This article describes a deprecated feature as of Panda3D 1.10.0.
The easiest way to create a p3d file is to use the packp3d tool. This program is distributed with the development distribution of Panda3D. (It happens to be a p3d file itself, but that’s just a detail.) You should use the packp3d program that comes with the version of Panda3D you were using to develop your application, because packp3d is tied to its own particular version of Panda3D, and will build a p3d file that runs with that particular version.
You have to run packp3d from the command line. From the command shell, run the command:
packp3d -o myapp.p3d -d c:/myapp
where “myapp.p3d” is the p3d file you want to produce, and “c:/myapp” is the folder containing your application, including all of its code and models.
Note that you need to have the panda3d executable on your PATH in order for the above to work. The panda3d executable should have been installed when you installed the Panda3D runtime (this is a separate download from the Panda3D SDK). You might need to extend your PATH variable to locate it automatically on the command line, by adding the plugin installation folder to your PATH. On Windows, this is the folder c:Program FilesPanda3D by default.
The above command will scan the contents of c:/myapp and add all relevant files found in that directory and below into the p3d file myapp.p3d, creating a packaged application. There are some conventions you need to understand.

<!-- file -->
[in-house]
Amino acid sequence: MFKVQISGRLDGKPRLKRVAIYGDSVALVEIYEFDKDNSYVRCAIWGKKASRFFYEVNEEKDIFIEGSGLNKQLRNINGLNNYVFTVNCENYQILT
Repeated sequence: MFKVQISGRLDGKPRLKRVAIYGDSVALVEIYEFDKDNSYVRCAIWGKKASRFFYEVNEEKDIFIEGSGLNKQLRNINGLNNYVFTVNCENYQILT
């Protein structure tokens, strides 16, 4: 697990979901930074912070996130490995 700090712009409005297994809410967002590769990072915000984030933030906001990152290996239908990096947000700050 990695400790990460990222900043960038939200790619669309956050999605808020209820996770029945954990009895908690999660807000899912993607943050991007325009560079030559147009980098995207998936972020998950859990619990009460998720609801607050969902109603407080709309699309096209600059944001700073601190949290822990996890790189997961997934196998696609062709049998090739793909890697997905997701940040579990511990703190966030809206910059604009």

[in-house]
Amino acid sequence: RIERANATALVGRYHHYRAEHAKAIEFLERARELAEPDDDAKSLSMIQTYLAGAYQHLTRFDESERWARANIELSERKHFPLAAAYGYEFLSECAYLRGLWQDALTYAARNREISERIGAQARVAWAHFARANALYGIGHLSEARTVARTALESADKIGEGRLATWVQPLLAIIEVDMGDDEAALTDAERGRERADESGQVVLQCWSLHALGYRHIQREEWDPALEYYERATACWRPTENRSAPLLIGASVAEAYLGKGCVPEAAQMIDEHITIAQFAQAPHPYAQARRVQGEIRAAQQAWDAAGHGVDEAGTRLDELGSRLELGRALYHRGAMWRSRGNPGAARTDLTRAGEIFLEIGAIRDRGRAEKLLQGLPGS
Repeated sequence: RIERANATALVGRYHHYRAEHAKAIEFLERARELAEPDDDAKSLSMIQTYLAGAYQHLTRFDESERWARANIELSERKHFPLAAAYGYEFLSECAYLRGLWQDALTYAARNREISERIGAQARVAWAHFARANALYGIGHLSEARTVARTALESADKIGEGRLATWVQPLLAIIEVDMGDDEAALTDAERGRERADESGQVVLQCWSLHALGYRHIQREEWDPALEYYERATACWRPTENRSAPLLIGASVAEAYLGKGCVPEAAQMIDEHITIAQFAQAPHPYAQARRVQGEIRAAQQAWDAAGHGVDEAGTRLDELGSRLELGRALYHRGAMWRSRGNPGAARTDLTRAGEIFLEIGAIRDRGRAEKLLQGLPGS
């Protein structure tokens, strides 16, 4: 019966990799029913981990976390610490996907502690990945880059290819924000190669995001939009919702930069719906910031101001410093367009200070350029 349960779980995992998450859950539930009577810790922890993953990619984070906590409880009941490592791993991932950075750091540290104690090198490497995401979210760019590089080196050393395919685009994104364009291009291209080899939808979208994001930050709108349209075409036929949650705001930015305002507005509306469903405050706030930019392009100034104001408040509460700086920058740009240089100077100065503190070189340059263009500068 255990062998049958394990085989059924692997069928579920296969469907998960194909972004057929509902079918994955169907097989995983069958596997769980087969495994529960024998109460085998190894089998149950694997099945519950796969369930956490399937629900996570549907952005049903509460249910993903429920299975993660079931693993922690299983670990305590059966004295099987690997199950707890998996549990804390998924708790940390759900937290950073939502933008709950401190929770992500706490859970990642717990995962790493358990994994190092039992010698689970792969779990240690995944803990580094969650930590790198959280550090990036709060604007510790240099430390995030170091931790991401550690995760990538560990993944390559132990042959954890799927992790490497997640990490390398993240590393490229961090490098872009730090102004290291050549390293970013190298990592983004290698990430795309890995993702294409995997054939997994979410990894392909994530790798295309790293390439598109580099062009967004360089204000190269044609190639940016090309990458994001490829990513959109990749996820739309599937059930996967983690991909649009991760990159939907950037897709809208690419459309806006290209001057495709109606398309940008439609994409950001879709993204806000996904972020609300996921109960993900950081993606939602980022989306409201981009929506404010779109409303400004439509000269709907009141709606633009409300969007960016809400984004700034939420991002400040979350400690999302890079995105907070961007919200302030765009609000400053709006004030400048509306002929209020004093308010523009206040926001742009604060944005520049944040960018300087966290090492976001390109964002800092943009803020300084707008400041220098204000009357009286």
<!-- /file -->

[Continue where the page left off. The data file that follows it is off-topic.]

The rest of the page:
packp3d assumes that the starting point of your application is in the Python file “main.py”, which is found within the toplevel of the application folder. If you have a different Python file that starts the application, you can name this file with the -m parameter to packp3d, e.g. “-m mystart.py”.
If your application is written entirely in C++, it must still have a Python entry point to be used by the Panda3D plugin system, so you will need to provide a trivial bit of Python code to load and start your C++ application.
Any prc files within the toplevel of the application folder will be loaded automatically at runtime, as if $PANDA_PRC_DIR were set to your application folder name; you don’t need to load them explicitly in your Python code.
Any egg files found within the application folder will be automatically converted to bam files for storing in the p3d file. Bam files are usually a much better choice for distributing an application, because they’re smaller and they load much faster. However, this does mean that you can’t specify the “.egg” extension to your model files when you load your models in code, because they won’t have that extension within the p3d file; you must omit the filename extension altogether. If you want to keep some of your egg files as they are, without converting them to bam files, you must use the more advanced ppackage utility to create your p3d file.
Any model files that your application loads from some source outside of the application folder won’t be found. You must ensure that these are copied into the application folder and loaded from there. (However, texture files that are referenced by egg or bam files within the application folder will automatically be copied into the p3d file, no matter where they were found on disk.)
There are additional options to packp3d for more advanced usage. As with any Panda3D command-line application, you may specify “-h” on the command line to list the full set of available options.